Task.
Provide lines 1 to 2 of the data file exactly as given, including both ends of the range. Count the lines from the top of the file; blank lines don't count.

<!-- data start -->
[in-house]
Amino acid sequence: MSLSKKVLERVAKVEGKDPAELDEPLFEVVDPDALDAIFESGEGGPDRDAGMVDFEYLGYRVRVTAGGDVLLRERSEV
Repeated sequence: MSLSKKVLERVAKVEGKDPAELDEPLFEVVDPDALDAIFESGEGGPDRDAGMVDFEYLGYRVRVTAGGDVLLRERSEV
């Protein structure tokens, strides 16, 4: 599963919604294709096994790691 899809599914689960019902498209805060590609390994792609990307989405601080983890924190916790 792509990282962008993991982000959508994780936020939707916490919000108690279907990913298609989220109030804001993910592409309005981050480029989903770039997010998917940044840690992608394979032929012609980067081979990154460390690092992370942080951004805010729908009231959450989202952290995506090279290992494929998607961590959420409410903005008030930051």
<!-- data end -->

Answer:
[in-house]
Amino acid sequence: MSLSKKVLERVAKVEGKDPAELDEPLFEVVDPDALDAIFESGEGGPDRDAGMVDFEYLGYRVRVTAGGDVLLRERSEV